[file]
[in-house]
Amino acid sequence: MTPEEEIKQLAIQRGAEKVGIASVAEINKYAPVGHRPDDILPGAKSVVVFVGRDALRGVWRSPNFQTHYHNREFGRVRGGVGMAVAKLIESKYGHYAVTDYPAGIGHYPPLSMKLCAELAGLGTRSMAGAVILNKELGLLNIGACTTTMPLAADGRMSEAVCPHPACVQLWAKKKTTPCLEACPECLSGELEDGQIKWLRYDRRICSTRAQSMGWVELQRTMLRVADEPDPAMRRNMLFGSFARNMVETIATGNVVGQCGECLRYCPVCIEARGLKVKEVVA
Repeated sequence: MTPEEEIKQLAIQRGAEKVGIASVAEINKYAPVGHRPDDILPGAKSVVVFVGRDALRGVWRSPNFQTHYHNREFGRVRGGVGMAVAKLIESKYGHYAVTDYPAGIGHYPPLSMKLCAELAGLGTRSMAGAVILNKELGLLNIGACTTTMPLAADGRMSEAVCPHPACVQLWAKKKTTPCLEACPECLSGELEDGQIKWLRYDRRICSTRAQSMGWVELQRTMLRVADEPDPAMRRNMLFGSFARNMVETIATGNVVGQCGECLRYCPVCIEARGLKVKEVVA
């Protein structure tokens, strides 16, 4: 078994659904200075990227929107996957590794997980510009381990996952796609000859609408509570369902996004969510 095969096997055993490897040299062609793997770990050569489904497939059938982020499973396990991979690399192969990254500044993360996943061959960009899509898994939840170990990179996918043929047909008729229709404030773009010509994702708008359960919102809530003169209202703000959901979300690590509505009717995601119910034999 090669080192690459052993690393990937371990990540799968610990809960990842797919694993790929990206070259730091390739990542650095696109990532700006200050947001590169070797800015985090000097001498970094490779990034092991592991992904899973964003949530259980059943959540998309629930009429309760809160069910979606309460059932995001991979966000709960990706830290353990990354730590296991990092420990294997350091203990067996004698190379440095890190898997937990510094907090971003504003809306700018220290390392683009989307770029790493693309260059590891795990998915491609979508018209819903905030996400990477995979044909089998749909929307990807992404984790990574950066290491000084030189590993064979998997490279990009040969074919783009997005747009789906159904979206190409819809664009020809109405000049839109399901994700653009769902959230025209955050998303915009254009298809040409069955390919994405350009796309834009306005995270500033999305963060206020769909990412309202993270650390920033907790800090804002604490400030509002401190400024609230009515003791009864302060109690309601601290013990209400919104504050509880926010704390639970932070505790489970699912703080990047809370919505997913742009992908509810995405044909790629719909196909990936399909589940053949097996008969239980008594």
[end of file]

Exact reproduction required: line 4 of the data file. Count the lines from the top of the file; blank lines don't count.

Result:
């Protein structure tokens, strides 16, 4: 078994659904200075990227929107996957590794997980510009381990996952796609000859609408509570369902996004969510 095969096997055993490897040299062609793997770990050569489904497939059938982020499973396990991979690399192969990254500044993360996943061959960009899509898994939840170990990179996918043929047909008729229709404030773009010509994702708008359960919102809530003169209202703000959901979300690590509505009717995601119910034999 090669080192690459052993690393990937371990990540799968610990809960990842797919694993790929990206070259730091390739990542650095696109990532700006200050947001590169070797800015985090000097001498970094490779990034092991592991992904899973964003949530259980059943959540998309629930009429309760809160069910979606309460059932995001991979966000709960990706830290353990990354730590296991990092420990294997350091203990067996004698190379440095890190898997937990510094907090971003504003809306700018220290390392683009989307770029790493693309260059590891795990998915491609979508018209819903905030996400990477995979044909089998749909929307990807992404984790990574950066290491000084030189590993064979998997490279990009040969074919783009997005747009789906159904979206190409819809664009020809109405000049839109399901994700653009769902959230025209955050998303915009254009298809040409069955390919994405350009796309834009306005995270500033999305963060206020769909990412309202993270650390920033907790800090804002604490400030509002401190400024609230009515003791009864302060109690309601601290013990209400919104504050509880926010704390639970932070505790489970699912703080990047809370919505997913742009992908509810995405044909790629719909196909990936399909589940053949097996008969239980008594």